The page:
Cheer Up! Some Holiday Hacking

With my star undergrads Ian and Abe, and backend support from Ziad, we put together this mashup for the holidays! We use the data from the Twitter streaming crawler we built (for our NSF-funded work) to get Instagram photos posted on Twitter that have the word Christmas in the tweet, and where the photo location is available on Twitter. We then add the Google Streetview of the photo location and, well, mash them all together.

Cheerbeat Screenshot

The result is an interesting juxtaposition (as one comment on my Facebook post captured well) of the “small instagram-style photos (typically close-up, indoors) against the backdrop of the (typically distant, outdoors) Google street views”. As such, the StreetView gives context to the Instagram photo and maybe provides the settings in which the activity in the photo is taking place, another dimension of understanding, often much stronger than the text of the tweet itself.

Cheerbeat Screenshot

The app is also an interesting (and mostly unintended) statement about privacy — I don’t know what these users would feel like knowing their environment is exposed to all, and not just in a default bland zoomed-in map format.

Cheerbeat Screenshot

The Cheerbeat application (instacheer was our first name choice but, perhaps not amazingly, already taken with another Instragram Christmas mashup!) mostly runs as javascript in the browser. We continuously crawl Twitter data using the streaming API on our server. When the app loads, it grabs from our server a .json file with the latest 250 tweets with “Christmas”, “” that have geo coordinates that are not empty. We then (in the browser) use the Google Streetview API to find which of these insta-tweets’ locations are available. The app then rotates through the tweets/photos showing the tweet, picture, location, time and Streetview of each.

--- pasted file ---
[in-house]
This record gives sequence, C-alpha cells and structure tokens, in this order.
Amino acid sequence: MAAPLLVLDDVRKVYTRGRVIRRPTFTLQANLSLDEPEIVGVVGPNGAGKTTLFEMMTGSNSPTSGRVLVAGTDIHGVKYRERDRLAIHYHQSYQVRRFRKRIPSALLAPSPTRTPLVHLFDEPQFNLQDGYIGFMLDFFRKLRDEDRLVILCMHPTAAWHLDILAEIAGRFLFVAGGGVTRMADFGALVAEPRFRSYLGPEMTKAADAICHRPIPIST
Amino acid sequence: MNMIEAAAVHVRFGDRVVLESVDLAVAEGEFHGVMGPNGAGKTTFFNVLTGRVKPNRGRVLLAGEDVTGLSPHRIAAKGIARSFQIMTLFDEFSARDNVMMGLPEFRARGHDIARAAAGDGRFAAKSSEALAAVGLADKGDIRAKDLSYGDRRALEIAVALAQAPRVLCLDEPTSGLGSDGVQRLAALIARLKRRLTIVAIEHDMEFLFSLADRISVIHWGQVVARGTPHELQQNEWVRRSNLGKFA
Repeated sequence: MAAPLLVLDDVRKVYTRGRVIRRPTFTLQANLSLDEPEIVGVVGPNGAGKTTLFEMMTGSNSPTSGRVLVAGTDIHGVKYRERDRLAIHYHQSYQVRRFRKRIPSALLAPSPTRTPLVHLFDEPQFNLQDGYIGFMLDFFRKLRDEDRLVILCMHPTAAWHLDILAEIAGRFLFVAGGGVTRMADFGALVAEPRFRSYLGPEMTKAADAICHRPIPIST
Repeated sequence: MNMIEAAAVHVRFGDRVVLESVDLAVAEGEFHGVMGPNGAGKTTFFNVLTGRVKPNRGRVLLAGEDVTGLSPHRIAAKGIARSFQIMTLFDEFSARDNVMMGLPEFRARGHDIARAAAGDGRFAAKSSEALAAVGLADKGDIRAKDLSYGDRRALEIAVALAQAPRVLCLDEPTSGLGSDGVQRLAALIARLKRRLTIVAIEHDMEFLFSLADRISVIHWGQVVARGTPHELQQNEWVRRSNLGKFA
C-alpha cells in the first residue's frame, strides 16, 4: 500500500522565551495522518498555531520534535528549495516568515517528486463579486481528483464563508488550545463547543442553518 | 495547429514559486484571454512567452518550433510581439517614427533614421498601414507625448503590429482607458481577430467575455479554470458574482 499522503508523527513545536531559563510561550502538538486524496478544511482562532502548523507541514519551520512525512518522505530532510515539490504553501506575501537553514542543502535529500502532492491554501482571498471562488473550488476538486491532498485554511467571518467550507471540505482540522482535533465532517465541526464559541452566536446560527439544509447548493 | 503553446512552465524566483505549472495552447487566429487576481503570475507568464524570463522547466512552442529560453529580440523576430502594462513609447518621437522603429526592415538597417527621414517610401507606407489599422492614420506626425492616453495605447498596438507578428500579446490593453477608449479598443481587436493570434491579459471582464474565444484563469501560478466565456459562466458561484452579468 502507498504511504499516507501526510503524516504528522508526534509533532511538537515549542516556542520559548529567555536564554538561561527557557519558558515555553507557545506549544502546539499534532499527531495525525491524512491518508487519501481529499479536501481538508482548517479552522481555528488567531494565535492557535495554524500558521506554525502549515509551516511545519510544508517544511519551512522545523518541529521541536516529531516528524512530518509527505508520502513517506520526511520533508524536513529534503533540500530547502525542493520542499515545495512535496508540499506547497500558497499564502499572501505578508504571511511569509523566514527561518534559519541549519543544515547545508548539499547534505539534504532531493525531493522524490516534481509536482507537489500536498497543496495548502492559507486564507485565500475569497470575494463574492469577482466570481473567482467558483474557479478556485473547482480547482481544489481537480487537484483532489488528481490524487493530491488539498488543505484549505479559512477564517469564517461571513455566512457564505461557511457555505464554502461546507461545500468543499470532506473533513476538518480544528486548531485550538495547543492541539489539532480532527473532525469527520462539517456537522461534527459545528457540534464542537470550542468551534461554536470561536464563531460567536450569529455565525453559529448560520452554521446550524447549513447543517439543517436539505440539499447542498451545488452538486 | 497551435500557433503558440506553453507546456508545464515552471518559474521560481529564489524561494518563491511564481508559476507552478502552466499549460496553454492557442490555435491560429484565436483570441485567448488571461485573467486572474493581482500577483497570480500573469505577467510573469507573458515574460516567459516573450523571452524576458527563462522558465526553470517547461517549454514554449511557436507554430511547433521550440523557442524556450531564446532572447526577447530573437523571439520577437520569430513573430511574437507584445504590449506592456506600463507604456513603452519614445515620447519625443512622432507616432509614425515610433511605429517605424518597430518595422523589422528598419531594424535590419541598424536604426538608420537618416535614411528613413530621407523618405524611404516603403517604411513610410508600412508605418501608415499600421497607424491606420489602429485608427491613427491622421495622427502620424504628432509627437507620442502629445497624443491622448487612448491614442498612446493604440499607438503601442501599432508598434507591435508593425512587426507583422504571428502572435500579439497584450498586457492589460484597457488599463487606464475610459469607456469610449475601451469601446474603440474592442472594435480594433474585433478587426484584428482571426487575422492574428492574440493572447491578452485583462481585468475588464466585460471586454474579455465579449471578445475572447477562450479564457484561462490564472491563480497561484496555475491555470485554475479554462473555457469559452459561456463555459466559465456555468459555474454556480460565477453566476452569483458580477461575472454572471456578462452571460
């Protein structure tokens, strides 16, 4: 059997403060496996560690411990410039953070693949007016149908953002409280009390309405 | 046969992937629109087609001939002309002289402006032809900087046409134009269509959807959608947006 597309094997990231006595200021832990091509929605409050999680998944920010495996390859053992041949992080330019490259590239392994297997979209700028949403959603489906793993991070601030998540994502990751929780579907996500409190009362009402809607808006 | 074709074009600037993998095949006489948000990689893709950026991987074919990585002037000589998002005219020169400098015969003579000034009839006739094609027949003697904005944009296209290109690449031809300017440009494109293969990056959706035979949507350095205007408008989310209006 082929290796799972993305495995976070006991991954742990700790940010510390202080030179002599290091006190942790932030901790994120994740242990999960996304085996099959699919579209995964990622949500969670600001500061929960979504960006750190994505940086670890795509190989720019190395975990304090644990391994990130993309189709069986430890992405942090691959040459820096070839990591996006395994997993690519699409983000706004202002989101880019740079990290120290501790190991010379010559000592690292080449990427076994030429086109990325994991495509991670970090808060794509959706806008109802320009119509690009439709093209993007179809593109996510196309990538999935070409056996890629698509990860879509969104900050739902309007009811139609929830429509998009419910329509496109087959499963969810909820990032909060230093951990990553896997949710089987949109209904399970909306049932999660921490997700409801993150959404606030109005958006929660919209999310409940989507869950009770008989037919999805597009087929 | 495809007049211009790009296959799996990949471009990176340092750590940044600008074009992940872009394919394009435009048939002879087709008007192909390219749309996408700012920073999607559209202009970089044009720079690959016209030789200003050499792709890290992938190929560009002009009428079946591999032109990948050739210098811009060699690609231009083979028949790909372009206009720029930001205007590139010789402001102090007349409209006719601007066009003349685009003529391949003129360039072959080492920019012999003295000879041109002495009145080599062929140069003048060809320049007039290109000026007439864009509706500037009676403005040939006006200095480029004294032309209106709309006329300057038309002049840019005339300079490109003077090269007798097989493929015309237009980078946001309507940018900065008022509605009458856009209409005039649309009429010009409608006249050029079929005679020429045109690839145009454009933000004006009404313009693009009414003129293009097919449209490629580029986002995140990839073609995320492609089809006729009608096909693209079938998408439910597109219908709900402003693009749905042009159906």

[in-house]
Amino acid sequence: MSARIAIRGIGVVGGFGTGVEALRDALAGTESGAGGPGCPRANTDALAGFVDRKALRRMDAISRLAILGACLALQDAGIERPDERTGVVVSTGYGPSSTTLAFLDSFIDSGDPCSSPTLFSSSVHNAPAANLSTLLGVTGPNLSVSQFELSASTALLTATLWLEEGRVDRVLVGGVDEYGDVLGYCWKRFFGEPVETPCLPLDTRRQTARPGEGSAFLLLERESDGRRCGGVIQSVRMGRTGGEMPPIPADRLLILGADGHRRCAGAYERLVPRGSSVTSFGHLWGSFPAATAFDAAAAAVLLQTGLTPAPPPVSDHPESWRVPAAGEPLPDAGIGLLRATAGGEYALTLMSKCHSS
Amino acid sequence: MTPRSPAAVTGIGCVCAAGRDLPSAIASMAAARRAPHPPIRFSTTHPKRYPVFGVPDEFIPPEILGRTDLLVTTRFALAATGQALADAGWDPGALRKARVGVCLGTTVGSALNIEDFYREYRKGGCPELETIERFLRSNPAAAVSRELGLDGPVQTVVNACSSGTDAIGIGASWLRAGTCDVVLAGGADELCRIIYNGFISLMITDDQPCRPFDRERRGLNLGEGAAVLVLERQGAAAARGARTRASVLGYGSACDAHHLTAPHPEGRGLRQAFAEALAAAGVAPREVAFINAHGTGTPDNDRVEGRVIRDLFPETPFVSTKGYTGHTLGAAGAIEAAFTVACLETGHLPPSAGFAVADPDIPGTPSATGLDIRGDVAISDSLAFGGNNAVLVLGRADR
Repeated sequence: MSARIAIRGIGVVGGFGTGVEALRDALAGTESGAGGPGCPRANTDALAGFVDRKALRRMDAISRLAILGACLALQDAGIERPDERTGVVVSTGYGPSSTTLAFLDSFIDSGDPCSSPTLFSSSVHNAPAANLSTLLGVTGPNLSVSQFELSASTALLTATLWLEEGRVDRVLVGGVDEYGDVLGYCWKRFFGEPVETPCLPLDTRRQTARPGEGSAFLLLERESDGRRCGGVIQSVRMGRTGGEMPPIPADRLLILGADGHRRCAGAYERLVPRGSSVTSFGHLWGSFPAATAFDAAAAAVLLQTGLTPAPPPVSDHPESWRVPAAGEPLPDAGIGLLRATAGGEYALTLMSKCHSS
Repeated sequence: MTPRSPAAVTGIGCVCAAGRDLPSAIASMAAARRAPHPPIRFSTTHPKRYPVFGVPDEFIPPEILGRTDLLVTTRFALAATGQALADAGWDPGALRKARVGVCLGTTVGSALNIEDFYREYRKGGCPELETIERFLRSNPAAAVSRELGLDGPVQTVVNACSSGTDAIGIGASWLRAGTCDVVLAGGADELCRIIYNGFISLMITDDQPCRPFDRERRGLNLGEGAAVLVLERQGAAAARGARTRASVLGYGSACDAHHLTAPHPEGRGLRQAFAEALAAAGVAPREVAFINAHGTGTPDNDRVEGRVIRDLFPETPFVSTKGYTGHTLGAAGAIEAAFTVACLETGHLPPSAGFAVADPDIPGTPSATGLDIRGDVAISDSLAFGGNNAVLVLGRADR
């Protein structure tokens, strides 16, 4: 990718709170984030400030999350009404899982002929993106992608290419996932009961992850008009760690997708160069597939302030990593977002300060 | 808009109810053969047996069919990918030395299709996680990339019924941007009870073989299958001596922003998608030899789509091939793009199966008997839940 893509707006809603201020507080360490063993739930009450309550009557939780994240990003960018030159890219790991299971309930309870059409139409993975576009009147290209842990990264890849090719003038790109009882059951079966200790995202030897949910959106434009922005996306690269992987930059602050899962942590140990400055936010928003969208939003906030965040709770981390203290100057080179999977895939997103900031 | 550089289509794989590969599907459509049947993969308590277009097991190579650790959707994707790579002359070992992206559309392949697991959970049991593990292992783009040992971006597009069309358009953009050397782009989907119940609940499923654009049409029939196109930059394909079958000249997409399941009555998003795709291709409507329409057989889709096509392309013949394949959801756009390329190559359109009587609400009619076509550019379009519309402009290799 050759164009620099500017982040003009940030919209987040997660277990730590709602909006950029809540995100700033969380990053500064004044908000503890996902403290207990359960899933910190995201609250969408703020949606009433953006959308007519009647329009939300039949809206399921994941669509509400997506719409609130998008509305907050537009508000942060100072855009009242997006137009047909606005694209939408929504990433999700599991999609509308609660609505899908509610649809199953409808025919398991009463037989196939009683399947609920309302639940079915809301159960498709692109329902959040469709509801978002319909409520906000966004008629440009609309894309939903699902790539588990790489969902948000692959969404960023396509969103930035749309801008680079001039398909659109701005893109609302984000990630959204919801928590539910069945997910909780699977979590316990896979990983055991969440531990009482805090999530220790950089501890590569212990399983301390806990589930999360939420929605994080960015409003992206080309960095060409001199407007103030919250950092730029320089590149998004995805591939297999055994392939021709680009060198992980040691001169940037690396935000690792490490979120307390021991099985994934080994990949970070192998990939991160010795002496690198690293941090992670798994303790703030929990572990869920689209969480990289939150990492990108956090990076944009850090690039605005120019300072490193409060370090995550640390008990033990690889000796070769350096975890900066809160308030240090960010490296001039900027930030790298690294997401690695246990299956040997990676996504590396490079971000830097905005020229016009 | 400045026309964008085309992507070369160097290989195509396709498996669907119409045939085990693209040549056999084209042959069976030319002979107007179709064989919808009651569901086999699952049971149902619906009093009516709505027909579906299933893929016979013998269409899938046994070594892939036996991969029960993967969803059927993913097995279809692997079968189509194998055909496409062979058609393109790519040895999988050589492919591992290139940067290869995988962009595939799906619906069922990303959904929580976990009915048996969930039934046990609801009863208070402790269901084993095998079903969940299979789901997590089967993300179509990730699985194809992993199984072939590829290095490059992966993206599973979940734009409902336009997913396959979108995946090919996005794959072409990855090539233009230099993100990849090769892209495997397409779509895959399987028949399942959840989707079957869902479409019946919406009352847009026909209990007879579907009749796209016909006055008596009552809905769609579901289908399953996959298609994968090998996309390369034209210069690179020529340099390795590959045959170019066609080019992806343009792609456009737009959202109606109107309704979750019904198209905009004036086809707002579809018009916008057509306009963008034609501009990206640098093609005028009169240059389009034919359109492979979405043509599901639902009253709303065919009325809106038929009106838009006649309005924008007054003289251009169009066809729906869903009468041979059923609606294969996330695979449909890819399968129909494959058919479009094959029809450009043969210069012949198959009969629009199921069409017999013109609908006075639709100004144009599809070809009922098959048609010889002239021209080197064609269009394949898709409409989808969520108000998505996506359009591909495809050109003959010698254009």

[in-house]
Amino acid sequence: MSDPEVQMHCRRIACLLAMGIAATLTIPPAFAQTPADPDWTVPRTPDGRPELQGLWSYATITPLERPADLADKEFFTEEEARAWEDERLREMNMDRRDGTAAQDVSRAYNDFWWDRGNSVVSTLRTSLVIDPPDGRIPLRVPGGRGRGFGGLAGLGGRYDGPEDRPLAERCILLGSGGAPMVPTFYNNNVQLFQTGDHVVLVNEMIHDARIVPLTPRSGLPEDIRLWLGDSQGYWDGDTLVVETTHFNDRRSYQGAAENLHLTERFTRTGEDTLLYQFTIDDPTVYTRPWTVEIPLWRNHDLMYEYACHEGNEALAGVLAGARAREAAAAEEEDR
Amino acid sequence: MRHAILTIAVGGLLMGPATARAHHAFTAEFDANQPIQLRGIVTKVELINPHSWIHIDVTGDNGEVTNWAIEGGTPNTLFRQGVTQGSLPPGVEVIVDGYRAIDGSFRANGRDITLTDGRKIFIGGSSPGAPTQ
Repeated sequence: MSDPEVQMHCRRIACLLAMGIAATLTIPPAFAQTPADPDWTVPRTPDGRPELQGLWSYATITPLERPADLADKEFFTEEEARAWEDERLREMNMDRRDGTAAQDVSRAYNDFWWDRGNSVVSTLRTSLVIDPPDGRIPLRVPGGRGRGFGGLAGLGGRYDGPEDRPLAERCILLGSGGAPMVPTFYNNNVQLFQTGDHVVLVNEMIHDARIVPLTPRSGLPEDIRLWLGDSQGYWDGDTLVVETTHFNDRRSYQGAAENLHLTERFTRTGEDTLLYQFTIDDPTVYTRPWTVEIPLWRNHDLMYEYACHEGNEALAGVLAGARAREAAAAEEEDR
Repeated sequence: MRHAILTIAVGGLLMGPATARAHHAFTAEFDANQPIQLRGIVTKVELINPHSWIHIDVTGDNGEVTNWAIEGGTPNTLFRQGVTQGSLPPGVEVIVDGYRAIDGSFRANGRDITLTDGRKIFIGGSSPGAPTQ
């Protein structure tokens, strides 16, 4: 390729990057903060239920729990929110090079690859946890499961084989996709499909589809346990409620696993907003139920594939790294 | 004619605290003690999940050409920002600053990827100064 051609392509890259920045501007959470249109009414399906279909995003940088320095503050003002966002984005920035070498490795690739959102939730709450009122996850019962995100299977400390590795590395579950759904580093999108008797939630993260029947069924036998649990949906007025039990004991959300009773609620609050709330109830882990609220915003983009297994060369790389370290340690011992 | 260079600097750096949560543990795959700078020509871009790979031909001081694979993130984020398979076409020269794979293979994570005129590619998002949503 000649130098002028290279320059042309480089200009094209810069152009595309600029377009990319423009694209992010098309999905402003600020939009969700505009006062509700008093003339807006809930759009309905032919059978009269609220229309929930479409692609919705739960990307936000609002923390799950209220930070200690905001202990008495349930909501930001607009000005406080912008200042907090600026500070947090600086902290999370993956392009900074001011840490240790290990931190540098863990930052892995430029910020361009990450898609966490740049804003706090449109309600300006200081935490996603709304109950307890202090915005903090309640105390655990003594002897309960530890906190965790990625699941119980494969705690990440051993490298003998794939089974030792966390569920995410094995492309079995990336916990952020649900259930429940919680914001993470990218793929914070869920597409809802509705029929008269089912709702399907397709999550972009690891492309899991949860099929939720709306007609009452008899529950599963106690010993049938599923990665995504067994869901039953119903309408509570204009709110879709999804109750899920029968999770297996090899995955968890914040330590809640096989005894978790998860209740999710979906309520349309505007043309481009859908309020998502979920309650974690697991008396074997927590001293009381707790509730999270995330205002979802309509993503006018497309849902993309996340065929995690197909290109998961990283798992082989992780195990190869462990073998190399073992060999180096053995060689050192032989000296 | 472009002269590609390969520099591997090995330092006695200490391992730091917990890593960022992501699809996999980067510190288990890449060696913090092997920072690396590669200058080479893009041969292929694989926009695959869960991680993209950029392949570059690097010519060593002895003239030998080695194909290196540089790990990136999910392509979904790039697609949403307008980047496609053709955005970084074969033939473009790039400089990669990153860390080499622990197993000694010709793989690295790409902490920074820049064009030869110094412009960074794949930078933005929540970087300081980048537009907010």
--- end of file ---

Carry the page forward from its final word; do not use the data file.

As a side note, after all this filtering,  surprisingly little data satisfied all these criteria, mostly (I suspect) because Twitter requires specific user authorization for location information to be posted in tweets. In other words, even though many (most?) Instagrams will have location data, a lot of those will not have their data available when posted on Twitter.

There are extra features coming for this app (e.g., choosing your own keywords), but more on that later.

Happy holidays and enjoy the beat!


3 thoughts on “Cheer Up! Some Holiday Hacking

  1. Jessa

    I like the name Cheerbeat – instacheer sounds like an infomercial product of some kind. Then again, it could just be that Cheerbeat is vaguely reminiscent of Sleater Kinney’s penultimate album.

  2. Raphael Troncy

    Interesting mashup indeed!

    The (shortened) URLs from the tweets are not hyperlinks, although there should always be Instagram link, right? Why not making them clickable?

    Is there a way to control the slideshow? It seems timed at the moment with no possibility to go forward and backward, correct?

    I look forward the next version where you can input a search term 🙂
    Happy Holidays!

  3. naaman Post author

    We didn’t make the links clickable because:
    1) we didn’t think about it,
    2) all the content already appears on our page so why send people to instagram?

    No control: yes, next version maybe 🙂

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